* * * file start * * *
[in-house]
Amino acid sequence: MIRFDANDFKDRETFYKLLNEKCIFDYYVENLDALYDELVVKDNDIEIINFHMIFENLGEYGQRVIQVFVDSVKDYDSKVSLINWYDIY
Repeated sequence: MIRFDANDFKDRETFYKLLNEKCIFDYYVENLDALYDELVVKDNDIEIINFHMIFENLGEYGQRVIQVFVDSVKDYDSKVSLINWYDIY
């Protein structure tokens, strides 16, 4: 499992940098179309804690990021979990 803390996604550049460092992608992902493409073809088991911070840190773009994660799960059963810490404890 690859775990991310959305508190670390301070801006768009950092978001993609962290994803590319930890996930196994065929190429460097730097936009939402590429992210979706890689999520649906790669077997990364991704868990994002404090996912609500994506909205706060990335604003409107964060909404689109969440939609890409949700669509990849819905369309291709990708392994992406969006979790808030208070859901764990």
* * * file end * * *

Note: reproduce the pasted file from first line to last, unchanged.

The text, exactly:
[in-house]
Amino acid sequence: MIRFDANDFKDRETFYKLLNEKCIFDYYVENLDALYDELVVKDNDIEIINFHMIFENLGEYGQRVIQVFVDSVKDYDSKVSLINWYDIY
Repeated sequence: MIRFDANDFKDRETFYKLLNEKCIFDYYVENLDALYDELVVKDNDIEIINFHMIFENLGEYGQRVIQVFVDSVKDYDSKVSLINWYDIY
């Protein structure tokens, strides 16, 4: 499992940098179309804690990021979990 803390996604550049460092992608992902493409073809088991911070840190773009994660799960059963810490404890 690859775990991310959305508190670390301070801006768009950092978001993609962290994803590319930890996930196994065929190429460097730097936009939402590429992210979706890689999520649906790669077997990364991704868990994002404090996912609500994506909205706060990335604003409107964060909404689109969440939609890409949700669509990849819905369309291709990708392994992406969006979790808030208070859901764990």